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On 7 February at 7pm, members of Young Christian Climate Network (YCCN) will gather outside the Norwegian embassy in London, praying for Norway to think again about its endorsement of new oil and gas developments in the midst of a climate crisis.
Equinor, a company that the Norwegian government owns a majority stake in, is looking to develop an enormous North Sea oil field in UK waters called Rosebank; the Norwegian government also recently announced that it would offer a record number of oil and gas exploration blocks in the Arctic as it seeks to extend Norway’s fossil fuel production.
Last year, more than 500 UK Church leaders of all denominations – including 68 Anglican and Catholic bishops – called on the UK Government to stop all new oil and gas fields, as new fossil fuel developments are inconsistent with the international goal of limiting global heating to 1.5ºC.
Nevertheless, the UK Government is now considering over 100 applications for new North Sea oil and gas developments, the biggest of which is Rosebank.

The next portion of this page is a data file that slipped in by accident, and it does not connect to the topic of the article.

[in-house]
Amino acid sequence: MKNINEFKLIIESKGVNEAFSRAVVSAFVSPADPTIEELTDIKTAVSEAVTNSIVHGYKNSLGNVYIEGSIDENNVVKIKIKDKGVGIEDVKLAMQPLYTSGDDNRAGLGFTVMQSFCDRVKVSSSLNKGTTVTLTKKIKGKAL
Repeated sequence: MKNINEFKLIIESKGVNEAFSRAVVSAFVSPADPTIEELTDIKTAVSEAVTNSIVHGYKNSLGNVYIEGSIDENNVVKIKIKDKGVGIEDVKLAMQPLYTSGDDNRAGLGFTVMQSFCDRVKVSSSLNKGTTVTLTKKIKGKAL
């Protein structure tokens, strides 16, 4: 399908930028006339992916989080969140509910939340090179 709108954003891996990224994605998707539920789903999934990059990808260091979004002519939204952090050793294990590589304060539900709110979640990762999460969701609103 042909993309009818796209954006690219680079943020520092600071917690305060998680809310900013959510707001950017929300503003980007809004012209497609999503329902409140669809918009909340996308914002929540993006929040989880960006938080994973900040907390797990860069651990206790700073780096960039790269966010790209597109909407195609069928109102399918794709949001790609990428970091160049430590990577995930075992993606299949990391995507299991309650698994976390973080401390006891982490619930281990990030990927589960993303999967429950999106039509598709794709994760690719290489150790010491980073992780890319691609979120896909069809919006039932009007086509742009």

At nearly three times the size of the Cambo oil field – which drew significant protests across the UK in 2021 and gave birth to the Stop Cambo campaign, of which Operation Noah is an official supporter – it is estimated that burning Rosebank’s oil and gas would create more carbon emissions than the combined emissions of 28 low-income countries, including Uganda, Ethiopia and Mozambique.
Dr Chris Manktelow, YCCN Campaigns Lead, said that other Christians, as well as people of other faiths or none, are invited to join the inclusive vigil next Tuesday for ‘a time of prayer or silent reflection’.
‘We think this is a very important campaign,’ Manktelow said. ‘Both the UN and the International Energy Agency have said that we need to stop giving out new oil and gas licenses. The UK isn’t doing that, the Norwegian government isn’t doing that.’
Manktelow said it is important for Christians to be involved in campaigns to stop new oil and gas developments, as ‘faith groups may not always feature as prominently in the campaigning around this, so it’s about showing there are a wide range of people who care. Hopefully we can apply a bit of pressure.’
‘The other thing I was going to point out is the link with the cost of living crisis. I know a lot of churches are concerned about that and are often on the front lines of helping people who are struggling, and this is basically giving Equinor a £500 million tax break while Equinor are making record profits. You’ve got to ask questions around this.’
Indeed, research by the campaigning group Uplift has found that, due to the subsidy scheme introduced by the UK Government as part of the so-called Windfall Tax, the UK public would effectively hand over more than half a billion pounds to Rosebank’s owners to develop the polluting field – this in the midst of a cost of living crisis and a climate crisis, and all while fossil fuel companies are making record profits.
‘We want a fairer future,’ Manktelow said.